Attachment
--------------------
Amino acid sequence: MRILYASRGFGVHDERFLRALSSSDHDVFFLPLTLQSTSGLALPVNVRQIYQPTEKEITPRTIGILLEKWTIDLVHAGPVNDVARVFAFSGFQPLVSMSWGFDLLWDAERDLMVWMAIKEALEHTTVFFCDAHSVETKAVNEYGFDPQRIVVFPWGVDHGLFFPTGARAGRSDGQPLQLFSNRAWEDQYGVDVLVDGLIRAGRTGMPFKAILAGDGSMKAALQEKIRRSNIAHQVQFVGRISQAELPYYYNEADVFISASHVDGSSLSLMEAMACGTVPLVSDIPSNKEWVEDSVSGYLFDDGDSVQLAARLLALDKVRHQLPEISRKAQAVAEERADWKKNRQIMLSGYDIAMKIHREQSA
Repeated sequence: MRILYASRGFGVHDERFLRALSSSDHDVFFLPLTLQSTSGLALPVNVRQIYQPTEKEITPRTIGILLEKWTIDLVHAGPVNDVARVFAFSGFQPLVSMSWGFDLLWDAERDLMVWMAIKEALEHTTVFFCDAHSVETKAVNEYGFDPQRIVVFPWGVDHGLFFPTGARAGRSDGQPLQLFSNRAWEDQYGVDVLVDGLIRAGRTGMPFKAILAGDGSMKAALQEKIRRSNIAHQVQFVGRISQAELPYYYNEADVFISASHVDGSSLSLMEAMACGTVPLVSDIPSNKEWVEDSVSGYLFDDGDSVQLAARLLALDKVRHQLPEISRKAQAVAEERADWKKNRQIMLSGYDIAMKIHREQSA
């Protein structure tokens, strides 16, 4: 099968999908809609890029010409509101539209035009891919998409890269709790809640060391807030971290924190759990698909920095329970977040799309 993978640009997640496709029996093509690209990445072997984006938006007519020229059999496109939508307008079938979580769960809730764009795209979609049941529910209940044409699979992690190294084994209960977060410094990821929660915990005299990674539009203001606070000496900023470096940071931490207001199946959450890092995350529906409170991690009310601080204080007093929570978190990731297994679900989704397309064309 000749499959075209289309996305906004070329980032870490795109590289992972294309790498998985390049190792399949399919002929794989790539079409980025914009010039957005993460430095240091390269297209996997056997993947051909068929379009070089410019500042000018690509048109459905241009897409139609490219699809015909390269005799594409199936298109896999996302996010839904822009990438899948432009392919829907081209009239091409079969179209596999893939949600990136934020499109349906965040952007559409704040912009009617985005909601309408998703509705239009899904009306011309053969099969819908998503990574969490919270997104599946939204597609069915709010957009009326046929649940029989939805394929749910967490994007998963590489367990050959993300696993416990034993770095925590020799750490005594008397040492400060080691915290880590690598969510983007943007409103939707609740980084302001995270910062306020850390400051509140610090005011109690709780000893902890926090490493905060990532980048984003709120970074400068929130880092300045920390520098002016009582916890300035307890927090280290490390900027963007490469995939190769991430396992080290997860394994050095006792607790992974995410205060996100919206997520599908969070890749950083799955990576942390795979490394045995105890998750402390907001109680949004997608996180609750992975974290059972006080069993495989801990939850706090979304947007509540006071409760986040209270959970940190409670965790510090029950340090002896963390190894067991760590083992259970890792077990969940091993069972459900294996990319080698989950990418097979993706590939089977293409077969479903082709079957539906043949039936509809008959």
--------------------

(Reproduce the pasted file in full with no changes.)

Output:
Amino acid sequence: MRILYASRGFGVHDERFLRALSSSDHDVFFLPLTLQSTSGLALPVNVRQIYQPTEKEITPRTIGILLEKWTIDLVHAGPVNDVARVFAFSGFQPLVSMSWGFDLLWDAERDLMVWMAIKEALEHTTVFFCDAHSVETKAVNEYGFDPQRIVVFPWGVDHGLFFPTGARAGRSDGQPLQLFSNRAWEDQYGVDVLVDGLIRAGRTGMPFKAILAGDGSMKAALQEKIRRSNIAHQVQFVGRISQAELPYYYNEADVFISASHVDGSSLSLMEAMACGTVPLVSDIPSNKEWVEDSVSGYLFDDGDSVQLAARLLALDKVRHQLPEISRKAQAVAEERADWKKNRQIMLSGYDIAMKIHREQSA
Repeated sequence: MRILYASRGFGVHDERFLRALSSSDHDVFFLPLTLQSTSGLALPVNVRQIYQPTEKEITPRTIGILLEKWTIDLVHAGPVNDVARVFAFSGFQPLVSMSWGFDLLWDAERDLMVWMAIKEALEHTTVFFCDAHSVETKAVNEYGFDPQRIVVFPWGVDHGLFFPTGARAGRSDGQPLQLFSNRAWEDQYGVDVLVDGLIRAGRTGMPFKAILAGDGSMKAALQEKIRRSNIAHQVQFVGRISQAELPYYYNEADVFISASHVDGSSLSLMEAMACGTVPLVSDIPSNKEWVEDSVSGYLFDDGDSVQLAARLLALDKVRHQLPEISRKAQAVAEERADWKKNRQIMLSGYDIAMKIHREQSA
């Protein structure tokens, strides 16, 4: 099968999908809609890029010409509101539209035009891919998409890269709790809640060391807030971290924190759990698909920095329970977040799309 993978640009997640496709029996093509690209990445072997984006938006007519020229059999496109939508307008079938979580769960809730764009795209979609049941529910209940044409699979992690190294084994209960977060410094990821929660915990005299990674539009203001606070000496900023470096940071931490207001199946959450890092995350529906409170991690009310601080204080007093929570978190990731297994679900989704397309064309 000749499959075209289309996305906004070329980032870490795109590289992972294309790498998985390049190792399949399919002929794989790539079409980025914009010039957005993460430095240091390269297209996997056997993947051909068929379009070089410019500042000018690509048109459905241009897409139609490219699809015909390269005799594409199936298109896999996302996010839904822009990438899948432009392919829907081209009239091409079969179209596999893939949600990136934020499109349906965040952007559409704040912009009617985005909601309408998703509705239009899904009306011309053969099969819908998503990574969490919270997104599946939204597609069915709010957009009326046929649940029989939805394929749910967490994007998963590489367990050959993300696993416990034993770095925590020799750490005594008397040492400060080691915290880590690598969510983007943007409103939707609740980084302001995270910062306020850390400051509140610090005011109690709780000893902890926090490493905060990532980048984003709120970074400068929130880092300045920390520098002016009582916890300035307890927090280290490390900027963007490469995939190769991430396992080290997860394994050095006792607790992974995410205060996100919206997520599908969070890749950083799955990576942390795979490394045995105890998750402390907001109680949004997608996180609750992975974290059972006080069993495989801990939850706090979304947007509540006071409760986040209270959970940190409670965790510090029950340090002896963390190894067991760590083992259970890792077990969940091993069972459900294996990319080698989950990418097979993706590939089977293409077969479903082709079957539906043949039936509809008959």